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calbuq
04-18-2000, 09:17 PM
My models consist of bunch NURBS surfaces glued together. I would like that when I render the surfaces the points that belong to a given plane to be drawn with a different color, thus outlining the intersection of the surfaces with the plane.

I tried an approach using two parallel clipping planes very close to each other, but the results were visually poor.

Is there a way to set the renderer such that when it draws a point to the screen that belongs to a plane then it uses another color?

I was also thinking about using that function that maps the screen coordinates into the space coordinates, changing the color of the point if it belongs to a given plane. But then I would have to test each point of the screen, and I don't know if that would be a good approach.

Any ideas are welcome!

Calbuq

FATBUDDHA
04-20-2000, 03:12 AM
Hmmmm.

Have you though of doing this:

1. Draw first NURB
2. Draw second NURB
3. Call glDepthFunc(GL_EQUAL)
4. Change colour, and draw either NURB again

This should work, but wether it looks any good is another thing altogether http://www.opengl.org/discussion_boards/ubb/wink.gif

Actually, having said that, I've just realised that it won't work (the depths aren't going to be _exactly_ the same at any position for the two NURB surfaces.)

Doh!!

Maybe I'll figure it out later... http://www.opengl.org/discussion_boards/ubb/smile.gif

MikeC
04-20-2000, 03:15 AM
Have you thought about using OpenGL's automatic texcoord generation facility?

Build a 1D texture, which is all set to your base colour except for 1 pixel, which is set to the "intersection" colour.

Now use glTexGen to generate texcoords for this texture based on linear distance from the plane. What you're doing sounds like contouring with one contour line, and there's example code in the Red Book on using texgen for this.

Haven't tried this so I can't guarantee it would work, but it's the first thing that sprang to mind.

Relic
04-25-2000, 09:44 PM
This calls for a stencil algorithm.
I would do something like this:
glClear(GL_COLOR_BUFFER_BIT | GL_DEPTH_BUFFER_BIT | GL_STENCIL_BUFFER_BIT);
// Setup everything for your standard NURBS drawing and draw it. (Don't daw into stencil though, or clear it afterwards.)
glColorMask(GL_FALSE, GL_FALSE, GL_FALSE, GL_FALSE); // Don't draw into color buffer.
glDepthMask(GL_FALSE); // Don't draw into depth buffer, only necessary for comparision.

// Setup the stencil func and op to write somthing into the stencil buffer only if the depth comparison passes for GL_EQUAL
glDepthFunc(GL_EQUAL);
glStencilFunc(GL_ALWAYS, 1, ~0);
glStencilOp(GL_KEEP, GL_KEEP, GL_REPLACE);

glDisable(GL_FACE_CULL); // you won't bother for normal direction here
// Now draw your plane, big enough to slice through the whole NURB.

// Now you have ones in the stencil buffer on all pixels that have the same z-coordinate on the NURB and the plane.

glColorMask(GL_TRUE, GL_TRUE, GL_TRUE, GL_TRUE);
glStencilFunc(GL_NOTEQUAL, 0, ~0);
glStencilOp(GL_KEEP, GL_KEEP, GL_KEEP);
glDisable(GL_DEPTH_TEST);
// Now draw the same plane again with the desired color, but only set pixels which are selected through the stencil value

Voila! You should have some band effect.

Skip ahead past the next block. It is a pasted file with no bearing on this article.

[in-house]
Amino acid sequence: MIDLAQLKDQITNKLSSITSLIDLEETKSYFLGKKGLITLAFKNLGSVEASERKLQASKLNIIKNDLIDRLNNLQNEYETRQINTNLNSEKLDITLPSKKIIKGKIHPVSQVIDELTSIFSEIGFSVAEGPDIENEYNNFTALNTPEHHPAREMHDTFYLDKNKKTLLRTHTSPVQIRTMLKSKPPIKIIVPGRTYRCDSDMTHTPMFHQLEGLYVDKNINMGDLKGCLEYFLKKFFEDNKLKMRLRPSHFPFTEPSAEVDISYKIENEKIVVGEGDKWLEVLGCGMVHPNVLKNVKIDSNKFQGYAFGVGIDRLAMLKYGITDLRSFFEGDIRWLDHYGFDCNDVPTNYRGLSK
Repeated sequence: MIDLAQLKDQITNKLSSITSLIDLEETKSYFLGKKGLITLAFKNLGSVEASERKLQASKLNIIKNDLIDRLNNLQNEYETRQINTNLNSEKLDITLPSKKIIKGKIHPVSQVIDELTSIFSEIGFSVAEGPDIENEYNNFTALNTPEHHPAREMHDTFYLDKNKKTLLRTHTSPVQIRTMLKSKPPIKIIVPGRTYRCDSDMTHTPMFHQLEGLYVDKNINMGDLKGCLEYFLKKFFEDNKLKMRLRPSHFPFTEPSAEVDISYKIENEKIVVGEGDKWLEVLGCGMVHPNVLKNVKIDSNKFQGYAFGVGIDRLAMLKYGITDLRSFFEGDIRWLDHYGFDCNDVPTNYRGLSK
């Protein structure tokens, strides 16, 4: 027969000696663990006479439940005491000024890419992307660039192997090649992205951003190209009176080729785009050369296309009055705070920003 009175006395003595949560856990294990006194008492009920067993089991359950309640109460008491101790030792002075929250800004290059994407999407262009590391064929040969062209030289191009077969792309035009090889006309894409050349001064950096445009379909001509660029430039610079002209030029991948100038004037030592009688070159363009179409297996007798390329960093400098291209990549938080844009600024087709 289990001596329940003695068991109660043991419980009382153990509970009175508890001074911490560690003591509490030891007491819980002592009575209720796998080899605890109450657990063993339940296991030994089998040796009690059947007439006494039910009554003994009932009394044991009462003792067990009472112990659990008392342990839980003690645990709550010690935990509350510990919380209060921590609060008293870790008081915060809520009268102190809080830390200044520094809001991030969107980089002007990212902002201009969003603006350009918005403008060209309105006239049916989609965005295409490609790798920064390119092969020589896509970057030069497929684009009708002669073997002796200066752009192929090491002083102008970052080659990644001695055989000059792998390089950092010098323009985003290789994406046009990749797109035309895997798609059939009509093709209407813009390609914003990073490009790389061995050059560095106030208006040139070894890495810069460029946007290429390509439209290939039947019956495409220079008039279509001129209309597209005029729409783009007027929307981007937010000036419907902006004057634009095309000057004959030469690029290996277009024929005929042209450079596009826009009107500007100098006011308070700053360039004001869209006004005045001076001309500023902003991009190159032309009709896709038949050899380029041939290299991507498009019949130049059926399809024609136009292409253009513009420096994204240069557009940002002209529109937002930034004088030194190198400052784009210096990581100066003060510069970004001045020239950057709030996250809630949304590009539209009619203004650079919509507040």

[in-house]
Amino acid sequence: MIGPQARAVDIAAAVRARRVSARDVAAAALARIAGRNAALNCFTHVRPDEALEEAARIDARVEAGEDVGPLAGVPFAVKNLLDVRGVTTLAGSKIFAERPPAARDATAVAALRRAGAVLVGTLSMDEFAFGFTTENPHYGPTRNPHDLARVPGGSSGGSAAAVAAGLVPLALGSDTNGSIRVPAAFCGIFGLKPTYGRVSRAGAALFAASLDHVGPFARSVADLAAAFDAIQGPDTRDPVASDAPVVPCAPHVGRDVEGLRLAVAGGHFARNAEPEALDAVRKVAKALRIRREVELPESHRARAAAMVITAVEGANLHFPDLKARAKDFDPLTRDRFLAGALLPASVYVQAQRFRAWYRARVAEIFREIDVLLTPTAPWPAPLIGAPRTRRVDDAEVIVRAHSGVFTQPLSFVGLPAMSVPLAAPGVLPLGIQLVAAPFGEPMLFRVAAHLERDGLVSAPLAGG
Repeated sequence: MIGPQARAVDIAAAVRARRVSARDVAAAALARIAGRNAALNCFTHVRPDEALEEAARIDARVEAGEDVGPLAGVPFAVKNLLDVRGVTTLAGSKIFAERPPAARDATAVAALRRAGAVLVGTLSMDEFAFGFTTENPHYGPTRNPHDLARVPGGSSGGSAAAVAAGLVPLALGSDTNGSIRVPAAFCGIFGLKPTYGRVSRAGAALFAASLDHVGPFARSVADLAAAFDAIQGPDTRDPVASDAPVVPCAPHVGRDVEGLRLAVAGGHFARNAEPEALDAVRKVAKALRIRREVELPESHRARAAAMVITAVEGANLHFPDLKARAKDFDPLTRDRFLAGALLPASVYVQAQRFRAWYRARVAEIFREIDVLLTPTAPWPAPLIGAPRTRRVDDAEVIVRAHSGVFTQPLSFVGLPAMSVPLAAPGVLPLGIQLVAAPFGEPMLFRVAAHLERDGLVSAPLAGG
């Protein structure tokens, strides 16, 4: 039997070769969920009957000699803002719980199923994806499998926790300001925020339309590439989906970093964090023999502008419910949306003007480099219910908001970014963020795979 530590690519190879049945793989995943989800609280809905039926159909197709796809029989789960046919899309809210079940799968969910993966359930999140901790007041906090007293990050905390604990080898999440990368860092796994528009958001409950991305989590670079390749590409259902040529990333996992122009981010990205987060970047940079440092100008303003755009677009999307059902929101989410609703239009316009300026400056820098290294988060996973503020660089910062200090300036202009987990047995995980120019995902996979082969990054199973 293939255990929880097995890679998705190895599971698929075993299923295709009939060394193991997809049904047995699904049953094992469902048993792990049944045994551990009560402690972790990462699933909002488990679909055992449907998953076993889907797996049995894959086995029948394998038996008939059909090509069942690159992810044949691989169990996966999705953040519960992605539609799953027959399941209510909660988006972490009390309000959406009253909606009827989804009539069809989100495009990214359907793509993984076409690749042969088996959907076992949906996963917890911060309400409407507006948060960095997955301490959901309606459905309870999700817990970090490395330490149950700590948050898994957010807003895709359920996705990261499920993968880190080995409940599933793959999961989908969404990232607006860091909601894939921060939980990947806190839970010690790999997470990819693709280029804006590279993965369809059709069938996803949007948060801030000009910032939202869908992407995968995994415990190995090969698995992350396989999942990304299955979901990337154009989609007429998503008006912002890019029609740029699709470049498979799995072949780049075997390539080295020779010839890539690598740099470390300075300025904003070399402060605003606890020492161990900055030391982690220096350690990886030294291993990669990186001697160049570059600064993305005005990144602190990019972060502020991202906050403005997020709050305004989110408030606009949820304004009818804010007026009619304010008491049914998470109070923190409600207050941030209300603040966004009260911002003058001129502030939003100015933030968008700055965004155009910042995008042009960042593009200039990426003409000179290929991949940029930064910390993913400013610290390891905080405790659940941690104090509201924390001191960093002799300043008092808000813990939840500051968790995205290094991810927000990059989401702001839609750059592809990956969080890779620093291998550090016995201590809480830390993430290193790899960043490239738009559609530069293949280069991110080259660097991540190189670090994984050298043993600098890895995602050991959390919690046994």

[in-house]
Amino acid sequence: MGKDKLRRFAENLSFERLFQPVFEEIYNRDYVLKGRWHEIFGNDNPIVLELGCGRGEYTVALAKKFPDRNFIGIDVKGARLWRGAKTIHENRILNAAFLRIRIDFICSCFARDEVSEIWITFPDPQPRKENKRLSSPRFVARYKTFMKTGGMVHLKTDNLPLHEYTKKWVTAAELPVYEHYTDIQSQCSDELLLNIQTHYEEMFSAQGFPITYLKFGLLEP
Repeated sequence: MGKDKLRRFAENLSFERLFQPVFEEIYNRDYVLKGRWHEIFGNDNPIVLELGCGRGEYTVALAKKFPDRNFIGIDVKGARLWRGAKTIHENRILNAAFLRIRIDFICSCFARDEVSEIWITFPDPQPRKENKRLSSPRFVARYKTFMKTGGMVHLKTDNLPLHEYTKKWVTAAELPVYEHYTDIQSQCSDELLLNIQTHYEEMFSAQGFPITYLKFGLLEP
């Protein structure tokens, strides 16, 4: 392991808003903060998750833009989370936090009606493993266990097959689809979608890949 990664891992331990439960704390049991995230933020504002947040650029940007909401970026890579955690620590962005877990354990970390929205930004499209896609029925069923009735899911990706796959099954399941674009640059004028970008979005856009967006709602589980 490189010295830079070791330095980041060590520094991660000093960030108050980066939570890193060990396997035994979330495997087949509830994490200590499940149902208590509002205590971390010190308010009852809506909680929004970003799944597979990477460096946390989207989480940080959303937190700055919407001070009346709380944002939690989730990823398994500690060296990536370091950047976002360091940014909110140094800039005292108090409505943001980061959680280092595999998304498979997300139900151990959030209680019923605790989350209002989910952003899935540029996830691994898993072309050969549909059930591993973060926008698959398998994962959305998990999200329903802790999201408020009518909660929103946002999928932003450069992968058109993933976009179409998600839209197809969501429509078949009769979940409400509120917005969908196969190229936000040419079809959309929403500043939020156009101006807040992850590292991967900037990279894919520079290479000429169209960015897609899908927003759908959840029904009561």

Haven't tried this myself, but I expect some aliasing effects, which get worse the more orthogonal the plane normal gets to the viewing direction.
If so, you could enhance the algorithm above with a second pass to catch the pixels between two planes like you did with the clipping. Thy have to span two half spaces and the stencil operation has to increment for the pixels in between.

Hope that helps.



Originally posted by calbuq:
My models consist of bunch NURBS surfaces glued together. I would like that when I render the surfaces the points that belong to a given plane to be drawn with a different color, thus outlining the intersection of the surfaces with the plane.

I tried an approach using two parallel clipping planes very close to each other, but the results were visually poor.

Is there a way to set the renderer such that when it draws a point to the screen that belongs to a plane then it uses another color?

I was also thinking about using that function that maps the screen coordinates into the space coordinates, changing the color of the point if it belongs to a given plane. But then I would have to test each point of the screen, and I don't know if that would be a good approach.

Any ideas are welcome!

Calbuq

nigels
04-28-2000, 04:09 AM
One trick that has worked for me in this situation is to use the two clipping planes, with some extra tricks:

Draw everything, as usual.
Set a polygon offset, as if you're drawing lines ontop of the polygons.
Set wireframe mode.
Set line width to be thick. (maybe 2 pixels
or more)
Set blending mode for lines.
Setup the two planes.
Draw the nurbs again.

I'm not 100% clear that this is what worked for me in the past, but it's worth trying, I think.

Have fun.

KurtCob
04-30-2001, 08:31 AM
Aha....is what I'm trying to do also, someone can help me, because I didn't understand nothing about it, I can send a picture to you see my problem.

Tnks
Best RGDS
Kurt

KurtCob
05-02-2001, 03:31 AM
Hmm...can someone help ???

Mamba
05-02-2001, 05:18 AM
I'm no OpenGL expert, but would it be too slow to compute the intersection on the CPU and then just draw a segmented line across the nurb? Then you won't have to draw the nurbs more than once.